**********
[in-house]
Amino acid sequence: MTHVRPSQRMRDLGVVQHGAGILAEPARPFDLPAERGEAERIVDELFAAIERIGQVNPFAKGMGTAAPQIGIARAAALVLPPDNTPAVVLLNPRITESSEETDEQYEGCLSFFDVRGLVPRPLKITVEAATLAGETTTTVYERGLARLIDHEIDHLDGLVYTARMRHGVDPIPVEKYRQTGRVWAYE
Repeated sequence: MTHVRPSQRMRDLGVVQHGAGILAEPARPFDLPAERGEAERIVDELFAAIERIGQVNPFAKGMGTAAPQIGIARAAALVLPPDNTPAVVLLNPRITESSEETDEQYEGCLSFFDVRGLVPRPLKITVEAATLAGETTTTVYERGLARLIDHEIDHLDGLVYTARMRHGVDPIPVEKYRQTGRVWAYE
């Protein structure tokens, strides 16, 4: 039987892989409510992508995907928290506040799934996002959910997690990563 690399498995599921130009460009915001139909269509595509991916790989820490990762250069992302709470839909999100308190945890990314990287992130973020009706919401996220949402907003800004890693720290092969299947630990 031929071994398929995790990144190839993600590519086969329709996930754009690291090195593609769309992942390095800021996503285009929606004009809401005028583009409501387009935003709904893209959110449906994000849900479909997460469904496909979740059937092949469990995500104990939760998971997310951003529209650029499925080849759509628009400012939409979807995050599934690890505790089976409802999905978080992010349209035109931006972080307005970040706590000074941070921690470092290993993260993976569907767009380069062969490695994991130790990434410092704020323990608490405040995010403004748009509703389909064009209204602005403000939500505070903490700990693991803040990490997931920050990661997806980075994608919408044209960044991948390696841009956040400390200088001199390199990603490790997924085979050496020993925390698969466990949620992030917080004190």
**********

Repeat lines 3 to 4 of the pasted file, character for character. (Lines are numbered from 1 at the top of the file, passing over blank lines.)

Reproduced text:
Repeated sequence: MTHVRPSQRMRDLGVVQHGAGILAEPARPFDLPAERGEAERIVDELFAAIERIGQVNPFAKGMGTAAPQIGIARAAALVLPPDNTPAVVLLNPRITESSEETDEQYEGCLSFFDVRGLVPRPLKITVEAATLAGETTTTVYERGLARLIDHEIDHLDGLVYTARMRHGVDPIPVEKYRQTGRVWAYE
């Protein structure tokens, strides 16, 4: 039987892989409510992508995907928290506040799934996002959910997690990563 690399498995599921130009460009915001139909269509595509991916790989820490990762250069992302709470839909999100308190945890990314990287992130973020009706919401996220949402907003800004890693720290092969299947630990 031929071994398929995790990144190839993600590519086969329709996930754009690291090195593609769309992942390095800021996503285009929606004009809401005028583009409501387009935003709904893209959110449906994000849900479909997460469904496909979740059937092949469990995500104990939760998971997310951003529209650029499925080849759509628009400012939409979807995050599934690890505790089976409802999905978080992010349209035109931006972080307005970040706590000074941070921690470092290993993260993976569907767009380069062969490695994991130790990434410092704020323990608490405040995010403004748009509703389909064009209204602005403000939500505070903490700990693991803040990490997931920050990661997806980075994608919408044209960044991948390696841009956040400390200088001199390199990603490790997924085979050496020993925390698969466990949620992030917080004190």